I’ve been reading Phil Gaimon’s column in Velo now since it began. It quickly became one of my favorite features. In his column Gaimon answers reader’s questions and somehow manages to be informative, irreverent, and incredibly funny. In the preface of his new book, “Pro Cycling on Ten Dollars a Day” Gaimon explains his motivation for writing the book when he is asked the question, “What do you have to do to become a pro cyclist,” and he turned out a 314 page column in response.
So just a bit of background information, the subtitle of the book is, “From Fat Kid to Euro Pro,” and it covers in impressive detail Gaimon’s cycling life from a youth. He finds cycling a positive influence on his life in high school, it helps him to loose weight and feel better. In college at the University of Florida he joins the collegiate team and does well. He finishes his degree in English but continues to race nearly full time as well eventually working his way through the domestic ranks to become a professional. It’s important to note that Phil has no cyclists in his family, his love of cycling came out of nowhere.
The domestic American cycling scene is something that gets very little attention. There are handful of racers in the United States making good money racing bikes, and a a whole lot of people racing bikes in near poverty. There is no minimum wage and many racers may be on a professional team and making a token salary as Gaimon did for his first few years racing. Through punishing amounts of perseverance and hard work Gaimon works his way through domestic pro contracts and eventually scores a spot on the Garmin professional team and chance to race in Europe.
There are a number of villians which pop up in Phil’s book, chief among them are dopers, the domestic and Euros. Racers like Francisco Mancebo, who was an rising star in Europe but was pulled from the Tour de France after being implicated in doping, though he was never banned. It’s said he had 20 blood bags on ice, more then any other rider implicated in Operation Puerto. Nothing was proven, but he was toxic for the big teams, he eventually found his way to America via Rock Racing, a clearing house of former unrepentant dopers. rider who once came in 4th in the Tour de France was dominating American stage racing.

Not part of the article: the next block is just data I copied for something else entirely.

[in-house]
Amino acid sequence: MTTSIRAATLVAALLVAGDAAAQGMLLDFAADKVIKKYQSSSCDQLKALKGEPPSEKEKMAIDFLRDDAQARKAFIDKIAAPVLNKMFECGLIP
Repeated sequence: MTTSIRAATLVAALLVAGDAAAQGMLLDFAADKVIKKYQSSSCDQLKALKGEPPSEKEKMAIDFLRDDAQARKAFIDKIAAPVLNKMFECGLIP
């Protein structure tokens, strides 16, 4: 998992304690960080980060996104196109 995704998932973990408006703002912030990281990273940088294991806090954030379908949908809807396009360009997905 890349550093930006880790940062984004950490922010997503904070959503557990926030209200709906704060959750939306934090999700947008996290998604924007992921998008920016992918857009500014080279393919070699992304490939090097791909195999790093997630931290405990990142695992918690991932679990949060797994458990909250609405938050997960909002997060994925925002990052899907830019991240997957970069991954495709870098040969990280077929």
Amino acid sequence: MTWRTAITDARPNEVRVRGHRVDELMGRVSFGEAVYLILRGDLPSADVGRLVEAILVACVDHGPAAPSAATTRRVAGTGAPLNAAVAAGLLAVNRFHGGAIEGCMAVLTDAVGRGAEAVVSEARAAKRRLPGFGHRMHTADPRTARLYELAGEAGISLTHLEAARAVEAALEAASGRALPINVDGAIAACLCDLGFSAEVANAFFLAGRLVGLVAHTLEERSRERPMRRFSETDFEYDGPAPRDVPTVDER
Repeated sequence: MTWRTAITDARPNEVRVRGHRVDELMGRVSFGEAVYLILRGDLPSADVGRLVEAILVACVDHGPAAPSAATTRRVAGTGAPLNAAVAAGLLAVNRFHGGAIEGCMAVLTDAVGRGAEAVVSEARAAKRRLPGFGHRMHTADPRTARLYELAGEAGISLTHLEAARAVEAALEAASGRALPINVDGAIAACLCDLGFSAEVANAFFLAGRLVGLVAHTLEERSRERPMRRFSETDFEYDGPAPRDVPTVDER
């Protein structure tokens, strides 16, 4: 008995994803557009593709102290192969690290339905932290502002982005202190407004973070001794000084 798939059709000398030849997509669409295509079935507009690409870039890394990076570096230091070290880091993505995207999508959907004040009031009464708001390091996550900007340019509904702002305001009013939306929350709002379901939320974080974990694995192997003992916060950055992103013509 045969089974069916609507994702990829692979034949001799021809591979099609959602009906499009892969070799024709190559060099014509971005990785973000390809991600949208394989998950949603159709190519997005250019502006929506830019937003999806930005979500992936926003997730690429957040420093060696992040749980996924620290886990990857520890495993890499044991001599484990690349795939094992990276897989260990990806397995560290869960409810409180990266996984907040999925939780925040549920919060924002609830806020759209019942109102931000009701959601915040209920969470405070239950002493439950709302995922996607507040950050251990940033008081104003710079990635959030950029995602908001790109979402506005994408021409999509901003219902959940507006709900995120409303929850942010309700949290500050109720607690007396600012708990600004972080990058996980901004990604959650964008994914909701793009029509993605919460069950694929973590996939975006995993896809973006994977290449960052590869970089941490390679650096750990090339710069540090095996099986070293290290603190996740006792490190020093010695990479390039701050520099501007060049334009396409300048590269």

The book is written in chapters that are broken up with a subheadings which make for a rapid read. Each story, or point has it’s own subheading and I found myself wanting continue reading to follow Phil’s next adventure. Phil was an English major and show’s considerable talent as a writer, is an excellent writer, witty, funny, and informative.
In many ways Phil’s book is the Anti-cycling biography. On the first page he dedicates it to Tyler Hamilton’s lost twin and Lance Armstrong’s missing testicle. He slams riders like Hamilton for doping then writing tell all books about it to cash in a second time. This feels a bit off putting to me, yes Gaimon didn’t dope so he’s in a reasonable position to pass judgement on those who did, yet I think telling the truth as many former dopers have done has changed the sport and should be welcomed. Some former dopers like those on his Garmin team are offered a pass, he writes about this possible hypocrisy which I appreciated.
I’ve said in the past that what I’m really looking for in cycling books is behind the scenes details, I can read race reports and publicity reports online, what I’m looking for is the juicy stuff. Gaimon doesn’t disapoint. In fact there were several times where I had to reread a section just to make sure I wasn’t dreaming. There are is so much backroom, back of the bus, back of the race, information here that I couldn’t believe it was published.
Gaimon’s book won’t be for everyone, and especially those that are put off by his colorful language. For example, one passage I highlighted goes, “I heard she was so doped up she had a beard on her penis.” This refers to being a few seconds slower then the woman’s record held by Genevieve Jeansn on the Mount Washing hill climb Profanity is sprinkled about liberally, and while it doesn’t bother me, I don’t feel like it really adds much to the conversation. Throwing in the occasional F-bomb to emphasize a point, or as a matter of reporting events is effective, using it too often just feels a bit juvenile to me, but what do I know? I’m no English major.
Ultimately “Pro Cycling on Ten Dollars a Day” is an astounding success. Gaimon’s thesis is ultimately proven time and time again. Those willing to continue through the hard times and deal with inherent unfairness of pro cycling will find success in the most beautiful sport.